As a contemporary western, this show works. Robert Taylor imbues Walt with a certain amount of gravitas and just enough anachronistic tendencies (he refuses to own a cell phone, for example) to make you think that the character would fit into the old west and be just fine. The proximity of the fictional Absaroka County to a Cheyenne Reservation allows the show to explore issues of Native American life today-- and to give the show full credit, that's something that, if handled incorrectly, could go very wrong in multiple ways, but they approach those explorations carefully and respectfully enough to do it right.

As a crime drama, this works really well. Crime dramas usually make me yawn, but the setting and the characters in Longmire are compelling enough that I stuck around and once this show had it's claws into me, I couldn't stop watching. It falls down a little bit here and there, though: a Sheriff and three deputies for an entire county? (It's actually not that much of a stretch. Niobara County which is the least populated county in Wyoming has a Sheriff, an under-sheriff and two deputies.) None of them carry portable radios and they never seem to wait for back-up even in situations and they don't seem to have a 911 PSAP anywhere in their fictional county, they have Ruby the Secretary instead. (That last one is a long standing complaint of mine- cops in these crime dramas always seem to know where to go without needing a Dispatcher, which just aint't true- though shows like 9-1-1 don't exactly help resolve my irritation.)

TL;DR: If you like a good western and a good crime drama, you can't go wrong with Longmire. My Grade: *** out of ****

Nostalgia Watch: Babylon 5. I've watched Babylon 5 before and own about three seasons on DVD, but when it came back to streaming (this time on Amazon Prime), I fell down the rabbit hole almost immediately. Even if science fiction is not your jam, you have to admire the ambition and epic scope of the show and the impact it had on the television landscape of today. The big serialized story arcs of Game of Thrones and Lost? That kind of serialized story telling was pioneered on this show, which was conceived as a 'five part novel for television.' So the arc for all the characters? It was all pre-planned. Going back through and watching it again, you can see the seeds of character development be planted and start to grow over whole seasons of television, which makes the payoff, when it comes, all that much more satisfying.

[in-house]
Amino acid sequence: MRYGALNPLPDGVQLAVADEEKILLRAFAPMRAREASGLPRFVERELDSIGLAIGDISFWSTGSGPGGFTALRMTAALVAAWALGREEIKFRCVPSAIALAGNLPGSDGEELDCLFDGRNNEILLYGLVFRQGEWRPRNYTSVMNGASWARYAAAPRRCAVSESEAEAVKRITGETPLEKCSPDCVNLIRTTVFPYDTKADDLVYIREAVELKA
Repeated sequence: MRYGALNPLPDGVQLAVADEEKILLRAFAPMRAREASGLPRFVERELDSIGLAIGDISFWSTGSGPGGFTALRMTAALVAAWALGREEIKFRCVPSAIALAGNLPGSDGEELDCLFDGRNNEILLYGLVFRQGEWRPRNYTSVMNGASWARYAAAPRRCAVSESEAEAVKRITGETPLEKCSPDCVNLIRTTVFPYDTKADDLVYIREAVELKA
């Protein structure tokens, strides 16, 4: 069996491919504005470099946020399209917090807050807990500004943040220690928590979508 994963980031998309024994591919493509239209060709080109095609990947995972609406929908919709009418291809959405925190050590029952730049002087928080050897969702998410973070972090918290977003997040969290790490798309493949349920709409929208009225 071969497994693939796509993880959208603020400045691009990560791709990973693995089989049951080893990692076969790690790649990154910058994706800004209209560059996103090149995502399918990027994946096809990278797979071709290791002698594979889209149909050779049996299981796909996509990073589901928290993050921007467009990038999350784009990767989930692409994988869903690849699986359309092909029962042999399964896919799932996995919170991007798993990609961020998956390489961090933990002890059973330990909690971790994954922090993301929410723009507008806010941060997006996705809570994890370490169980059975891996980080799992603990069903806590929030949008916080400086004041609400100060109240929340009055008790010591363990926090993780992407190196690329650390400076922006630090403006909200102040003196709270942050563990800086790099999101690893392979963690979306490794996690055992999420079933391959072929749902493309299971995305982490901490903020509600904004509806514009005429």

Set ten years after the end of a devastating war between the Earth and Minbari, Babylon 5 is a space station in neutral territory where the various species in the galaxy can come and trade and negotiate their differences (it's sort of like a League of Nations with a council and everything.) A dark new power is returning however and the protagonists have to fight against it. There's so much to like about this show: the characters had 'exit clauses' written into their characters in case an actor wished to leave the show (Michael O'Hare departed as the lead after one season to seek treatment for mental illness and returned to close his characters arc out in the third season, is a good example of this.) I love the blend of fantasy elements with traditional science fiction, though sometimes, the parallels with Lord of the Rings get a little direct (the Rangers, the 'shadows', Zha'hadum) for my liking.

But where Star Trek took a more utopian view of the future, Babylon 5 recognizes that humanity's flaws and foibles probably won't evaporate anytime soon. In stark contrast to the secular humanist worldview of Trek, as an example, religion is alive and well in the B5 universe- both human and alien varieties, while it may seem like a relatively small aspect of the overall show, it's little touches like these that make the overall Universe feel richer, more complete and more realistic.

Each of the characters has an arc that ebbs and flows over the course of the show, but I've got to give a shout out to the Centauri Ambassador Londo Mollari (Peter Jurasik) and the Narn Ambassador G'kar (Andreas Katsulas). Both their characters and their arcs are probably some of the best in science fiction, if not in television itself. Exploring themes of power and what you'd sacrifice for it (Londo) and issues of genocide, occupation and oppression (G'Kar), the two characters simultaneously hate each other and respect each other at the same time. It's fascinating, it's complex, it's incredibly well written and it's one of my favorite parts of the show.

TL;DR: Great science fiction and surprisingly important television, given how popular the serialized format it pioneered became, check this out for a messier, more complex and more richly imagined universe than Star Trek (I hate to say it, but in many ways it's true) and the characters and the writing are all delicious and satisfying. One of my all time favorites. My Grade: **** out of ****